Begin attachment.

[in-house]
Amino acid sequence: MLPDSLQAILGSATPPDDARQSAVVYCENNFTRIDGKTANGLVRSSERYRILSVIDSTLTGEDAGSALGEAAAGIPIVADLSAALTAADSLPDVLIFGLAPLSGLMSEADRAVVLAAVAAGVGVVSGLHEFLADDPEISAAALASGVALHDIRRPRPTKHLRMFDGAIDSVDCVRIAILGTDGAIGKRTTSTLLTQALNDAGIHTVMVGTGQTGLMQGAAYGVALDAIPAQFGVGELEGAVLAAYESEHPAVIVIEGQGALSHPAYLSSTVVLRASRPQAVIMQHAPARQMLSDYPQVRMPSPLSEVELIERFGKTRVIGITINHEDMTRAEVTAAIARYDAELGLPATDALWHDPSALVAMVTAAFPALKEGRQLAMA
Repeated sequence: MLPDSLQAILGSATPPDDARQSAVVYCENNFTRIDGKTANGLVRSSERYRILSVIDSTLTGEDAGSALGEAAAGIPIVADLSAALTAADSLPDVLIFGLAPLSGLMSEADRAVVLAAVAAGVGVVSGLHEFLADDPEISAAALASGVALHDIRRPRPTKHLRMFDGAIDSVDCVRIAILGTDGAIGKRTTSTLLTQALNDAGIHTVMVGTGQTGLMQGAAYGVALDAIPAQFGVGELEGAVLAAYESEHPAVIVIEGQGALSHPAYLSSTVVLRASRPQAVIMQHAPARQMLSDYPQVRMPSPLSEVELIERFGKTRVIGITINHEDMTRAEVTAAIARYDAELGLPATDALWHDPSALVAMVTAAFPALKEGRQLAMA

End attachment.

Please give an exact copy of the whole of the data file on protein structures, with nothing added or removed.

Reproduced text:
[in-house]
Amino acid sequence: MLPDSLQAILGSATPPDDARQSAVVYCENNFTRIDGKTANGLVRSSERYRILSVIDSTLTGEDAGSALGEAAAGIPIVADLSAALTAADSLPDVLIFGLAPLSGLMSEADRAVVLAAVAAGVGVVSGLHEFLADDPEISAAALASGVALHDIRRPRPTKHLRMFDGAIDSVDCVRIAILGTDGAIGKRTTSTLLTQALNDAGIHTVMVGTGQTGLMQGAAYGVALDAIPAQFGVGELEGAVLAAYESEHPAVIVIEGQGALSHPAYLSSTVVLRASRPQAVIMQHAPARQMLSDYPQVRMPSPLSEVELIERFGKTRVIGITINHEDMTRAEVTAAIARYDAELGLPATDALWHDPSALVAMVTAAFPALKEGRQLAMA
Repeated sequence: MLPDSLQAILGSATPPDDARQSAVVYCENNFTRIDGKTANGLVRSSERYRILSVIDSTLTGEDAGSALGEAAAGIPIVADLSAALTAADSLPDVLIFGLAPLSGLMSEADRAVVLAAVAAGVGVVSGLHEFLADDPEISAAALASGVALHDIRRPRPTKHLRMFDGAIDSVDCVRIAILGTDGAIGKRTTSTLLTQALNDAGIHTVMVGTGQTGLMQGAAYGVALDAIPAQFGVGELEGAVLAAYESEHPAVIVIEGQGALSHPAYLSSTVVLRASRPQAVIMQHAPARQMLSDYPQVRMPSPLSEVELIERFGKTRVIGITINHEDMTRAEVTAAIARYDAELGLPATDALWHDPSALVAMVTAAFPALKEGRQLAMA